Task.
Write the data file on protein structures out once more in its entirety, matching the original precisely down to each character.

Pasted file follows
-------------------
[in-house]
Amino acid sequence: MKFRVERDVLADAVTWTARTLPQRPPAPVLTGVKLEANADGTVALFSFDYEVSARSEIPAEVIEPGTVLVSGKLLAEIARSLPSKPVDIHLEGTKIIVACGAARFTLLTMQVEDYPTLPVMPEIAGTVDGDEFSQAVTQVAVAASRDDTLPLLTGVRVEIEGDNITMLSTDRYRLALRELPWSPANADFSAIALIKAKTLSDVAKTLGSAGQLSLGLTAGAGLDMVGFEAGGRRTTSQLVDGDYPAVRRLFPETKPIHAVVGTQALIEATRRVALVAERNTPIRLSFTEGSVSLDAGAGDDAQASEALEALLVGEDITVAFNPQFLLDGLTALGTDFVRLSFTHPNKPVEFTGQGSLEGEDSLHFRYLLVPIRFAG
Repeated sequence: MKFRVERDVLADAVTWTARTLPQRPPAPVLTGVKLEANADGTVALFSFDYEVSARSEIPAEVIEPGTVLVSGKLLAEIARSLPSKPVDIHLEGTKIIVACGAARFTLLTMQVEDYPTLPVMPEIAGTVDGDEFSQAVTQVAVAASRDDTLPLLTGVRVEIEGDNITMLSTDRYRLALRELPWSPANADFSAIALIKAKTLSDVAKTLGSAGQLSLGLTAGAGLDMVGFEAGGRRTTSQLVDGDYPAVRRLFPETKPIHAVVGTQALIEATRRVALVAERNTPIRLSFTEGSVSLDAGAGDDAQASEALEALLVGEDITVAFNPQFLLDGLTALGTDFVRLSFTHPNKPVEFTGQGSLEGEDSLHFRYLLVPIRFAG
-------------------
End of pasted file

[in-house]
Amino acid sequence: MKFRVERDVLADAVTWTARTLPQRPPAPVLTGVKLEANADGTVALFSFDYEVSARSEIPAEVIEPGTVLVSGKLLAEIARSLPSKPVDIHLEGTKIIVACGAARFTLLTMQVEDYPTLPVMPEIAGTVDGDEFSQAVTQVAVAASRDDTLPLLTGVRVEIEGDNITMLSTDRYRLALRELPWSPANADFSAIALIKAKTLSDVAKTLGSAGQLSLGLTAGAGLDMVGFEAGGRRTTSQLVDGDYPAVRRLFPETKPIHAVVGTQALIEATRRVALVAERNTPIRLSFTEGSVSLDAGAGDDAQASEALEALLVGEDITVAFNPQFLLDGLTALGTDFVRLSFTHPNKPVEFTGQGSLEGEDSLHFRYLLVPIRFAG
Repeated sequence: MKFRVERDVLADAVTWTARTLPQRPPAPVLTGVKLEANADGTVALFSFDYEVSARSEIPAEVIEPGTVLVSGKLLAEIARSLPSKPVDIHLEGTKIIVACGAARFTLLTMQVEDYPTLPVMPEIAGTVDGDEFSQAVTQVAVAASRDDTLPLLTGVRVEIEGDNITMLSTDRYRLALRELPWSPANADFSAIALIKAKTLSDVAKTLGSAGQLSLGLTAGAGLDMVGFEAGGRRTTSQLVDGDYPAVRRLFPETKPIHAVVGTQALIEATRRVALVAERNTPIRLSFTEGSVSLDAGAGDDAQASEALEALLVGEDITVAFNPQFLLDGLTALGTDFVRLSFTHPNKPVEFTGQGSLEGEDSLHFRYLLVPIRFAG